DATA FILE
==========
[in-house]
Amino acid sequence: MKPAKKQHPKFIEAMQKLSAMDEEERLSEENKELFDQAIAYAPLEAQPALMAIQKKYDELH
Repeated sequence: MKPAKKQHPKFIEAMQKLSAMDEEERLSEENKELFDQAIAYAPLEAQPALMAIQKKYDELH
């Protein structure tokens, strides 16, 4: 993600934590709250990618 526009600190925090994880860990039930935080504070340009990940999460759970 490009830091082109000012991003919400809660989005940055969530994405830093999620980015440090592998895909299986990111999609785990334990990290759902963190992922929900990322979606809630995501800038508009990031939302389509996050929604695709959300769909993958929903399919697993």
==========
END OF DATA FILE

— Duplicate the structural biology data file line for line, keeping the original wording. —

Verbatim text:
[in-house]
Amino acid sequence: MKPAKKQHPKFIEAMQKLSAMDEEERLSEENKELFDQAIAYAPLEAQPALMAIQKKYDELH
Repeated sequence: MKPAKKQHPKFIEAMQKLSAMDEEERLSEENKELFDQAIAYAPLEAQPALMAIQKKYDELH
């Protein structure tokens, strides 16, 4: 993600934590709250990618 526009600190925090994880860990039930935080504070340009990940999460759970 490009830091082109000012991003919400809660989005940055969530994405830093999620980015440090592998895909299986990111999609785990334990990290759902963190992922929900990322979606809630995501800038508009990031939302389509996050929604695709959300769909993958929903399919697993």